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Vinícius Ferreira Arruda

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Everything posted by Vinícius Ferreira Arruda

  1. This was a very pleasant commission to work on for me. I could practice a little more of inlaying and the results got better than i could anticipate, even if I have much to evolve in this art. The blade was mostly done by stock removal, but the tip and the tang were forged prior to the grinding. It was made using 1070 steel. The hilt is of a variation of Petersen's type L and it's components are made in mild steel and the inlays are nickel silver. The twisted wires are also nickel silver. It was then oil coated and lightly heated to make it look darker, so the contrast with the coope
  2. Thank you everyone! Peter, it is really an achievement for me to get a compliment from you, you are indeed an inspiration to me and other fellow bladesmiths here in Brazil hehe Steven, I understand your doubts. Actually you can refine the recipe for each specific use. Once, for a big broad sax I made for a friend for example, I put a bit of linseed oil on the recipe so it could endure more impact to the tang without breaking. But to be completely honest, it is not even close to what a good epoxi can hold. And there is also the problem with the weather. Here in Brazil we have some regio
  3. It took me several months to finish the project, as it wasn't one of my priorities and I had to attend to some commissions in the meantime, but at least it came out really good to me. For the first time I decided to twist a wrought iron bar to see the effects after etching. Some viking age blades were done without the need of mixing two different kinds of steel when twisting the bars and I wanted to take a look on this visual. I must say that I loved the results and I'm really planning to make it on larger blades soon, maybe even a sword. So, this blade was forged on three parts: the
  4. They look lovely. The woods were fantastic choices!
  5. Thank you, everyone! And Chris: Actually this blade is not so thin compared with other viking sword blades. There are some that are even 3mm thick on it's thickest part and tapers distally to less than that. It all depends on the quality of steel, heat treatment and how the blade is used. If you had a blade this long and this thick (5mm) with a poor carbon steel, it would probably just bend a little, on the point, but only if hit on the flat. It really endures some heavy use. At least on the shape, I'm not talking about the edge maintenance here. A blade like this with a decent s
  6. This sword was the most challenging piece I made so far and it really let me with a wish to achieve some more on my next swords. The blade was mainly made by stock removal, except for the tip and about 10cm of the cutting edge, as the owner wanted it to have some forging on it. It is 1070. Guards and pommel are made from a piece of British wrought iron from the Victorian Age and the inlays are brass. They are heavily inspired on the designs from a type S sword from Gjermundbu, Norway, but it is not made to look like the original. As some of you may notice it also resembles some interpreta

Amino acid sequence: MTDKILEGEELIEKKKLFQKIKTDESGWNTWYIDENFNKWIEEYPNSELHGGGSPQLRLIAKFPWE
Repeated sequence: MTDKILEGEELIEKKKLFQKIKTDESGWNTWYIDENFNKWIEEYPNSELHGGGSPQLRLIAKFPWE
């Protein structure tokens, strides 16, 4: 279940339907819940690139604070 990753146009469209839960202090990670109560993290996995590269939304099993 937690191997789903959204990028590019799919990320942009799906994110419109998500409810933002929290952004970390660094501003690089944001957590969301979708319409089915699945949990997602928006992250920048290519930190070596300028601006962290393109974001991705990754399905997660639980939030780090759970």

7. Wow, I loved it all. The notch is really well defined. Did you just hammer upside or you used the anvil as a guide while hammering from the edge-to-be? Once I made a small sax with this notch but didn't have the balls to forge it and then i ground it. This is awesome!
  8. Hey, everyone! Thank you for the words. I'm really crazy to make another single edged soon. I hope I will be able to put my hands on the next before April. And about the scabbard, as Alan said they were common in linen, but the choice for wool was conjectural from my part. There is a passage in Hilda Davidson's "The Sword in Anglo-Saxon England" that states only that some scabbards were covered with "cloth", but she doesn't specify the kind of cloth used and, taking in consideration that this was a sword made to look humble, but yet impressive, I picked the wool for the job, as it was easier
  9. Thank you all for the compliments, they are very important to me. Collin, I also think they are a bit bulky, but as I wanted to stay as close as possible to some specific styles, I decided to make it this way. But after it was complete, in hand, I think that if it was slender it would not look very well. Also, the point of balance is still about 1cm or half an inch from where I initially wanted. As it is a very heavy sword I think this kind of fit the whole. But I understand you point, at a first glance these guards seem too much. Clifford, I really love these single edged swords. I have som
  10. This is a very special sword for me, as it both ends and starts the year. This was the last blade I quenched at 2016 and the first piece I finished in 2017. So it is kinda different. Forn Hrafn, or Old Raven is made to resemble a humble sword from the beginning of the ninth century Norway. This sword was made by stock removal (not forging, guys) from a piece of 1070 steel. It is heavily inspired on C10560 from Kulturhistorisk Museum from Norway. As I didn't have access to more material about this find, I used some of it's measures and invented others. As you can see on the pictures
  11. Thank you very much, everyone! About the handle and the work it took to be done, it was about 10 hours of carving and scraping and polishing. But it is really relaxing to do it with a Dremel and earplugs hehe